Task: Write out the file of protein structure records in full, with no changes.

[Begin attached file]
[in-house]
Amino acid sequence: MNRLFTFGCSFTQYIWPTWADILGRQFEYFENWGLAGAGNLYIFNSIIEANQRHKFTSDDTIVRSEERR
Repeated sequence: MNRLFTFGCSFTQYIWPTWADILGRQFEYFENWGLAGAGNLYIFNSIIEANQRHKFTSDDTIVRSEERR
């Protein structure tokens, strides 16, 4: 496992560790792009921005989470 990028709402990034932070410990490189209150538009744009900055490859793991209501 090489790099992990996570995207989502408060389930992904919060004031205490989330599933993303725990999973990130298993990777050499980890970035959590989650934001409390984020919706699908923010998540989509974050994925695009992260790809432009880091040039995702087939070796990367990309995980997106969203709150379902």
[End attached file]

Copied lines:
[in-house]
Amino acid sequence: MNRLFTFGCSFTQYIWPTWADILGRQFEYFENWGLAGAGNLYIFNSIIEANQRHKFTSDDTIVRSEERR
Repeated sequence: MNRLFTFGCSFTQYIWPTWADILGRQFEYFENWGLAGAGNLYIFNSIIEANQRHKFTSDDTIVRSEERR
């Protein structure tokens, strides 16, 4: 496992560790792009921005989470 990028709402990034932070410990490189209150538009744009900055490859793991209501 090489790099992990996570995207989502408060389930992904919060004031205490989330599933993303725990999973990130298993990777050499980890970035959590989650934001409390984020919706699908923010998540989509974050994925695009992260790809432009880091040039995702087939070796990367990309995980997106969203709150379902």